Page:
Animation Inspiration

Animation Inspiration

Trademarked production process encourages reading, writing for at-risk kids

Accomplished TV veterans Terry Thoren and Ryan Cannon are using their talents to turn the magic of animation into a powerful EdTech tool. Governors, educators and STEM centers throughout the United States are jostling to find funds to get Wonder Media Story Maker® into their schools.

“Research shows that lessons taught to children by an animated character are retained 80 percent more than a lesson delivered by an adult.”

—Terry Thoren


Primary school students from across the United States fidgeted, giggled and chatted nervously with teachers and parents as they sat inside a historic California site, preparing to witness some history of their own.

Inside the revered Grauman’s Chinese Theatre on Hollywood Boulevard, the kids awaited the premiere of the first all-student-produced, animated, feature-length film in early August. It was their interpretation of perhaps the most popular movie of all time: “The Wizard of Oz,” which premiered at Grauman’s 80 years ago that month.

Most of the students had never set foot in Los Angeles, least of all this hallowed ground of American cinema.

Before the lights went down, Hollywood animation icon Terry Thoren and his partner in Wonder Media, LLC, Ryan Cannon, took the microphone.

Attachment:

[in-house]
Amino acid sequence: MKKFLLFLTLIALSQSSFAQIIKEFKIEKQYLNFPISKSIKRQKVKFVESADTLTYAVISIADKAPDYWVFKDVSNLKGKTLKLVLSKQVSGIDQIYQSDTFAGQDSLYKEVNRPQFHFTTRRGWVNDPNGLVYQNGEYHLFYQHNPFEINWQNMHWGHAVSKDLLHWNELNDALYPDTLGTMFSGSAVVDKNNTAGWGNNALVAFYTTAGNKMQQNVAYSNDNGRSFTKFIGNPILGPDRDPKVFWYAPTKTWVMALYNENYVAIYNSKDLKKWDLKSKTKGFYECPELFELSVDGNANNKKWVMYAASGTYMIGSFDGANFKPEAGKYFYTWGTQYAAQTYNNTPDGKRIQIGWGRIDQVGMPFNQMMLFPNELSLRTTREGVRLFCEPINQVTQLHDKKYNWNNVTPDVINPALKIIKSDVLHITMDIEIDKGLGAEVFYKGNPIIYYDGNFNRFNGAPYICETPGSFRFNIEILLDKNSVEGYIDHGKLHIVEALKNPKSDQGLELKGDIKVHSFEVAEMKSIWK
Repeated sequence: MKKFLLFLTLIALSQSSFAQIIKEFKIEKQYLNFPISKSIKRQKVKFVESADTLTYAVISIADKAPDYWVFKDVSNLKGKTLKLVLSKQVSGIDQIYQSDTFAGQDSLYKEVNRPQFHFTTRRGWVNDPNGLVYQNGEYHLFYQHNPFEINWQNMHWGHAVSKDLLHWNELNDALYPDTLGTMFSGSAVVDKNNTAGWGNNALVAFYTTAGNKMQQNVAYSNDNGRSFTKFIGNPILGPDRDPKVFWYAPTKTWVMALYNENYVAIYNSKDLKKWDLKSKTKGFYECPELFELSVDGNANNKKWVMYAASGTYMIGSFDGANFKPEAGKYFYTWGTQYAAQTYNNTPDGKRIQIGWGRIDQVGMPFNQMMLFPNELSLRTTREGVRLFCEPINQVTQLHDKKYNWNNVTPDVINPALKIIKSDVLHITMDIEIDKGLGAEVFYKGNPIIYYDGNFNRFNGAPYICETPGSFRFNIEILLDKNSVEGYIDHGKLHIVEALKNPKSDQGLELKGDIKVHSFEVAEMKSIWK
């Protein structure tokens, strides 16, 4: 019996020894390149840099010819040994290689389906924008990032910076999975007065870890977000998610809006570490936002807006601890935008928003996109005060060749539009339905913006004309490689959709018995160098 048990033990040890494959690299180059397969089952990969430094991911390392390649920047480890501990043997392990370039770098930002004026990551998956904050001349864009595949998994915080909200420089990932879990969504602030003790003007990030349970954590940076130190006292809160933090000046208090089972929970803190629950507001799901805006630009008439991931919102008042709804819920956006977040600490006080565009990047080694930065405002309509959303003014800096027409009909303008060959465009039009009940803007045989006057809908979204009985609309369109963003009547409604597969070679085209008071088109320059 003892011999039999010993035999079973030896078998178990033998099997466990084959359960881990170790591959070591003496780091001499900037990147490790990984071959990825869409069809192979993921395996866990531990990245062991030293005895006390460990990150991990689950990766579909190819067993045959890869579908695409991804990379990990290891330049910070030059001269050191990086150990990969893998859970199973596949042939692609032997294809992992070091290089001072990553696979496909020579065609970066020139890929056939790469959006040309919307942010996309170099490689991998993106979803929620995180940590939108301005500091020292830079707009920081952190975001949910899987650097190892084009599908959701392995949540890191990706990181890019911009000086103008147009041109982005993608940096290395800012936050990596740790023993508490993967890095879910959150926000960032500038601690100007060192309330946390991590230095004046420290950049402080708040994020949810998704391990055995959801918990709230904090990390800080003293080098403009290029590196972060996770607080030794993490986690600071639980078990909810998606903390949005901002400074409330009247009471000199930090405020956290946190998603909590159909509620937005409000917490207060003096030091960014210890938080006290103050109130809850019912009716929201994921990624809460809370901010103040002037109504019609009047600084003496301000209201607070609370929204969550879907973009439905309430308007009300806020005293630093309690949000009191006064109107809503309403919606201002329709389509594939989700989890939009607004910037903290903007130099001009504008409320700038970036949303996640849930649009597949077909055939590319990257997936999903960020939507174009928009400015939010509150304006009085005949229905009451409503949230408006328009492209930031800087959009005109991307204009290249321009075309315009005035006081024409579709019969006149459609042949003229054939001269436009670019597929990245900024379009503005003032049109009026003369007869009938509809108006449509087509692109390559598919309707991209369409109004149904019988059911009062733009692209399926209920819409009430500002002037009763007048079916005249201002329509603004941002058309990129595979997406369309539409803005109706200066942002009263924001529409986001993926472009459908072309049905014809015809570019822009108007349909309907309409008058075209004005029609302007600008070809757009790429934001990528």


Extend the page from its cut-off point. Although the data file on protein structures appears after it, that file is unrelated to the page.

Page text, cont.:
The crowd cheered.

Thoren, the former CEO of Klasky Csupo, Inc.—the studio that incubated “The Simpsons” and produced “Rugrats” and “The Wild Thornberrys”—was elated and inspired. Cannon, an American Film Institute movie maker and content producer for “Sesame Street” and Dr. Seuss’s “The Cat in the Hat,” beamed.

The two who transformed the magic of animation into a powerful EdTech tool spoke to the students whose contributions had been stitched together into this national premiere. To make the movie a reality, students used Wonder Media Story Maker®, the production process created by Thoren and Cannon.

After the partners spoke, the “WonderGrove Wizard of Oz,” a collaboration of 24 schools across the United States, flickered onto the screen. As it rolled, various sections of the audience exploded into squeals of delight when their schools were recognized. They heard their own voices, saw their drawings, animation moves and witnessed—on the big screen—something that bonded them into a tight-knit community of storytellers.

This fraternity of kids, those who often don’t know how to express themselves, might not be doing so well with traditional classroom curriculum. But they are flourishing with this tool, used in 172 school districts in 24 states.

Governors, educators and STEM centers throughout the United States are jostling to find funds to get Story Maker into their schools because of the profound effect it’s having on student reading and writing skills. Students are learning to collaborate and complete authentic filmmaking tasks as a classroom antidote to the enormous amount of free time they spend on electronic devices outside of school.